‘Gout is like having a foot full of glass shards’

Sue McDonagh has had ovarian cancer, two replacement hips and a heart attack. But nothing, she claims, has come close to the excruciating pain she experienced from 10 years of living with taste.

“It’s like having a foot full of glass shards and every time you stand on it, you’re in agony,” explains McDonagh, 64, an artist from South Wales. “As soon as I had an attack, that was it. I had to stop what I was doing, keep my foot raised at all times and do nothing. I couldn’t work, couldn’t sleep. Even hobbling to the toilet at night on walking sticks was really painful.”

Gout is a form of inflammatory arthritis affecting one person in 40 and four times more men than women. It is caused by high levels of uric acid in the blood, which form needle-shaped crystals in surrounding joints and tissues. And yet, despite being the most common form of inflammatory arthritis, doctors are not always getting the treatment right.

A study, recently published in The Lancet Regional Health, found that most gout patients were not receiving medicine designed to lower urate levels, despite the drugs being low cost and highly effective. For McDonagh, it took 10 painful years to finally get the treatment she so desperately needed.

Her first attack came 15 years ago after she’d been training intensively for a 10km walking event. “I felt an intense stabbing sensation in the big toe of my left foot, but at the hospital they just dismissed it as arthritic changes and sent me off with some ibuprofen,” she recalls. After a few more attacks over the course of the next year, her GP did a blood test and diagnosed gout, then simply gave McDonagh a dietary sheet and more painkillers, advising her to stop eating gravy. It took McDonagh lots of Googling and many more visits to the doctor to finally get her condition taken seriously.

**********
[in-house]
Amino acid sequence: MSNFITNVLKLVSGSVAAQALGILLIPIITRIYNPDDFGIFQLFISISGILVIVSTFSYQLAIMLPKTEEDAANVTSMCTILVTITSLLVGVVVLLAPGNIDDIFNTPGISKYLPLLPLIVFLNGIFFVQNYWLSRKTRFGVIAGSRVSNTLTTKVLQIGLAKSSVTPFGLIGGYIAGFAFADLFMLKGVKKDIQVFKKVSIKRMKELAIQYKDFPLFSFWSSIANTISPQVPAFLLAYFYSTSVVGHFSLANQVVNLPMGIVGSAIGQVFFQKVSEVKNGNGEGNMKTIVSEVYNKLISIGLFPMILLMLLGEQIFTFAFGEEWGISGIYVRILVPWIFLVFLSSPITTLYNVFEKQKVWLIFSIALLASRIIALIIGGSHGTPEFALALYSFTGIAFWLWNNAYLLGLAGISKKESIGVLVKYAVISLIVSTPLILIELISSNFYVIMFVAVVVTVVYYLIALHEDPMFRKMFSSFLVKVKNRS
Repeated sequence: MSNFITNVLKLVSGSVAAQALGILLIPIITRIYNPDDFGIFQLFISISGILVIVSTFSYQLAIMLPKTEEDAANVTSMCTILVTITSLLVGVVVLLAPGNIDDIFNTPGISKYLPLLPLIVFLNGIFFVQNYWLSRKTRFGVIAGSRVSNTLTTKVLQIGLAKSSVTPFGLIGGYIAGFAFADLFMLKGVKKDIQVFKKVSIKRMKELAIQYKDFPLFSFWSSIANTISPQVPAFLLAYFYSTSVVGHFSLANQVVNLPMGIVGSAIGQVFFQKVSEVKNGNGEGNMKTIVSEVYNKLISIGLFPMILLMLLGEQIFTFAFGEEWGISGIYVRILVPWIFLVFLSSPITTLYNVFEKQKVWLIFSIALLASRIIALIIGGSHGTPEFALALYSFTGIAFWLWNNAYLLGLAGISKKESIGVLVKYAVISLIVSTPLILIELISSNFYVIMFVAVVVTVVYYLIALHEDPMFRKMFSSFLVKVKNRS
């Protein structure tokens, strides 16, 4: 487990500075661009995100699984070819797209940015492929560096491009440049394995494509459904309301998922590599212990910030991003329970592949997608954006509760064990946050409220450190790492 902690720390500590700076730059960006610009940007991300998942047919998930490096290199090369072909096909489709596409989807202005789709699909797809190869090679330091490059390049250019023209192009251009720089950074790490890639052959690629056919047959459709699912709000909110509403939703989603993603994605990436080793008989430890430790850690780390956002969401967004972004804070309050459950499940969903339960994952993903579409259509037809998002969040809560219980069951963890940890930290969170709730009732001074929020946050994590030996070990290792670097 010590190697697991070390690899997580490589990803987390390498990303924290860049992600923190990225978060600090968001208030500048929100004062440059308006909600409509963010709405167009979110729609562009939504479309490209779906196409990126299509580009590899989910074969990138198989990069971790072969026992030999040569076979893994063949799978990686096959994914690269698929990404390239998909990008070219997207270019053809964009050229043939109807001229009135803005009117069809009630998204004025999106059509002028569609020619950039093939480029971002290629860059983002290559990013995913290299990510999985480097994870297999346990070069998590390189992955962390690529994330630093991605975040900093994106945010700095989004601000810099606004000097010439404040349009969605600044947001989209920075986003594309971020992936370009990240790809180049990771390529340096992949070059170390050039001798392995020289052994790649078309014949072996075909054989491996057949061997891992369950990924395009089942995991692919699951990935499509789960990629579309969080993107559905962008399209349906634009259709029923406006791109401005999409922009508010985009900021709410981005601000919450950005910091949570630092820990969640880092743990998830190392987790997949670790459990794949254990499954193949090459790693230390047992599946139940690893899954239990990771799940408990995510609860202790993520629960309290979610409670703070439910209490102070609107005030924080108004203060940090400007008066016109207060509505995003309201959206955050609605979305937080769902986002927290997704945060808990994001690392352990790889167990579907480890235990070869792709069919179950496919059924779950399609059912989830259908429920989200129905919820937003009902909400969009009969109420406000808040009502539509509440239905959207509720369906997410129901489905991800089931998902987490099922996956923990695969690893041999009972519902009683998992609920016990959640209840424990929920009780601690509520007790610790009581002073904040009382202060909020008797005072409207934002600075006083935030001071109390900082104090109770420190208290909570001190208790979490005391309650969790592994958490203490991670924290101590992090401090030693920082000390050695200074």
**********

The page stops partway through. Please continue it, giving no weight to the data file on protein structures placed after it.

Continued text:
“By that time, I felt like my life was defined by taste,” she says. “It would start with a tell-tale throb at 4am and then would last for about a week at a time. I’d feel feverish, unwell and so tired. It was awful.”

Gout has long been seen as a condition of port-swilling, venison-eating, gluttonous male sovereigns and, as such, has historically engendered little sympathy for its sufferers.

But research by the University of Nottingham in 2015 found the prevalence of people diagnosed with gout in the UK rose by 64 per cent between 1997 and 2012, driven by higher levels of obesity and diabetes. Numbers have dipped since, according to a 2021 study, in all likelihood due to underdiagnosis as patients have struggled to access healthcare during the pandemic.

“I was surprised because I thought taste was just something old men got – in fact, my dad had it. My diet was pretty healthy and, at 80kg, I wasn’t particularly overweight,“she says. “When I told people, they laughed and said things like ‘You want to stay off the port!’ but it wasn’t funny.”

She was eventually prescribed allopurinol, a tablet designed to lower the levels of uric acid in the blood to under the recommended 300 mmol per litre. She started at a low dose of 100mg a day and, over time, this was upped to 400mg – her current dose – which has stopped the gout attacks altogether.

“I’m a completely different person now,” she says. “I swim in the sea, I cycle and go to the gym twice a week. It’s been liberating.”


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